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leges are passing by us, to escape the woes of hell, and fill eternity with joys. Each opportunity we pass, will tell of eternal losses, or eternal gains. While then we greet each passing season, privileged with grace, how watchful should we be to seize and use it for our God! With what fear of misimprovement and its woes, pass every day of our sojourning here ! How ardent in our love to God and man! How constant to urge our bright and burning way, and spread the savor of our love around on fellow-pilgrims to eternity!
Again: the fact that "here we have no continuing city" should influence us to maintain a constant readiness for our departure into eternity.
Soon the period will come, when we shall exchange our abode e; and bidding adieu to the beings, the scenes, and the privileges of the city where we spent the first years of our existence, pass through the gates of death, and enter the eternal abode assigned us by our God. We have before us this season of solemnities in exchanging worlds.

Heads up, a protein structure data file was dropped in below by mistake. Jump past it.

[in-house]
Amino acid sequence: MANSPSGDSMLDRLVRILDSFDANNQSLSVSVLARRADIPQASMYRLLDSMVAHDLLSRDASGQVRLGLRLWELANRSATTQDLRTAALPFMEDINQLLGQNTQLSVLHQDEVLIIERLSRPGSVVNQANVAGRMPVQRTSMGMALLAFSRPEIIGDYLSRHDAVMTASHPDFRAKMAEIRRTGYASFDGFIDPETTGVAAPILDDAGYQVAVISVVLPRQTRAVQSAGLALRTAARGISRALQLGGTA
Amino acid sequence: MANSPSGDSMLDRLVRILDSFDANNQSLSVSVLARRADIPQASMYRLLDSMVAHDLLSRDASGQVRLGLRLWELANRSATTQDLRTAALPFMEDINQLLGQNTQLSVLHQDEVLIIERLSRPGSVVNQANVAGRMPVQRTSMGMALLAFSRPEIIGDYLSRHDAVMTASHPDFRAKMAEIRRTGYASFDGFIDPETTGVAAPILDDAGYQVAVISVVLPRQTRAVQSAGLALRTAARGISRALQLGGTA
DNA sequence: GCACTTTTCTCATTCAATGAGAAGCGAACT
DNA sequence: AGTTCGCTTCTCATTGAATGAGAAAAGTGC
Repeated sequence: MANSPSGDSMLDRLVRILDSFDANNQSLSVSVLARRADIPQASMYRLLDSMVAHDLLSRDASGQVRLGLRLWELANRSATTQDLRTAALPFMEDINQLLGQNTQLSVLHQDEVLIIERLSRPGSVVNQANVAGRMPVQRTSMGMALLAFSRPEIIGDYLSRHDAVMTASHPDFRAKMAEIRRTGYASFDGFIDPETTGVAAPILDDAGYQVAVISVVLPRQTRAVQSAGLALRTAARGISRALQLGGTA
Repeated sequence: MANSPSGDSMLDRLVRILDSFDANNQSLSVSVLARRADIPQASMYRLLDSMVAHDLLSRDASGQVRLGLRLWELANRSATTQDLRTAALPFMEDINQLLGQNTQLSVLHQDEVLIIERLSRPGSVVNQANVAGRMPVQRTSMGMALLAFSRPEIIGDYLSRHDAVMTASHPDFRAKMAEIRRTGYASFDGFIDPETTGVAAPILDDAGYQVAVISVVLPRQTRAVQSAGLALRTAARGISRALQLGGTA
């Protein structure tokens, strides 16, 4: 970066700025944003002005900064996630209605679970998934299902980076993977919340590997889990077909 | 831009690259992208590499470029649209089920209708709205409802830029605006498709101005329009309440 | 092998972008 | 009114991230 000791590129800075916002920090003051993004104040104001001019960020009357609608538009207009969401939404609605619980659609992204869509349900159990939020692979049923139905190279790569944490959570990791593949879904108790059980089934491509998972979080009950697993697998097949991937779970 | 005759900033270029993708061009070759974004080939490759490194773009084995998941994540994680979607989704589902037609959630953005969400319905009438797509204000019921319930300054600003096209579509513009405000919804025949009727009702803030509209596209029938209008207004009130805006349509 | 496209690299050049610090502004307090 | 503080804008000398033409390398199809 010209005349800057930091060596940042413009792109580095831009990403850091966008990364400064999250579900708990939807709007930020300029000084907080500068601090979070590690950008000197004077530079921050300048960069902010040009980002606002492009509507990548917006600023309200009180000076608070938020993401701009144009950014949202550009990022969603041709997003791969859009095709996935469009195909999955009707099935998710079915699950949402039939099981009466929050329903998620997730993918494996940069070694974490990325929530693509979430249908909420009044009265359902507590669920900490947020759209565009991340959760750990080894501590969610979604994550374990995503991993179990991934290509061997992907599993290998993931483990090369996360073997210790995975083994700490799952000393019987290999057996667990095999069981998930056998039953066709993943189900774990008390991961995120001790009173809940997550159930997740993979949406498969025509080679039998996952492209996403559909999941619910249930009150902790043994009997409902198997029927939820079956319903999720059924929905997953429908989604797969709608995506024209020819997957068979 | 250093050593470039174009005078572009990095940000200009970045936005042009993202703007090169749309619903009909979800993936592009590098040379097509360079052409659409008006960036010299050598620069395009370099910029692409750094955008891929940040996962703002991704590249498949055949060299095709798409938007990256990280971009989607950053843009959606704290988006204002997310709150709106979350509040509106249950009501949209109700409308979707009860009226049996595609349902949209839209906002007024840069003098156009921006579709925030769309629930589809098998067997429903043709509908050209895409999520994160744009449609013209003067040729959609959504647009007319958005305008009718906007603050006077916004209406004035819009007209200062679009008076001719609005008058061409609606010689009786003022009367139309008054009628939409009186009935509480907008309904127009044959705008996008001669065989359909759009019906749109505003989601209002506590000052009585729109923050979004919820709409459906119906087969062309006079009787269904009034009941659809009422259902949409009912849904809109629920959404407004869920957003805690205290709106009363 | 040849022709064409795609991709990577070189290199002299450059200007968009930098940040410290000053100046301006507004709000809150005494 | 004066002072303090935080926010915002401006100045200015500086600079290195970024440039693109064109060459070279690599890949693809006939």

That awful day will surely come;
Oh, to be able, in the day of our departure, to know that we have believed in a Saviour who has prepared mansions for us above; to have our souls filled with love to his glories and joys in his kingdom; to look, with the even serenity of trust, alike on a retiring world and on an opening eternity; to leave a sweet savor of our godliness on friends below, as the joys of eternity break on our souls; to be able to pass the solemnities of exchanging worlds in such a state of preparation,--brethren, is it not worth maintaining a constant readiness during our abode below! What anguish will wring the hearts of those who come to these solemnities, without having confided with devotedness in a Saviour; when, torn from their portion below, they enter on endless wailings! What terrors will distract those who, having believed in a Saviour, are so surprised, in that state, of worldliness and unwatchfulness as to cling with desire to their present abode, and recoil with horror from the clouds of uncertainty that veil eternity! Think, fellow-strangers here, of this approaching season of solemnities! While loud monitions tell you of the scene, awake from your lethargy, and prepare !
Take heed to yourselves least at any time your hearts be overcharged with surfeiting and cares of this life, and so that day overtake you unawares.” Stand with your loins girded about, and your lights burning, like unto men that wait for their lord." "Be sober" "watch" "pray" always; that ye may be accounted worthy to escape all these things which shall come to pass, and to stand before the Son of Man."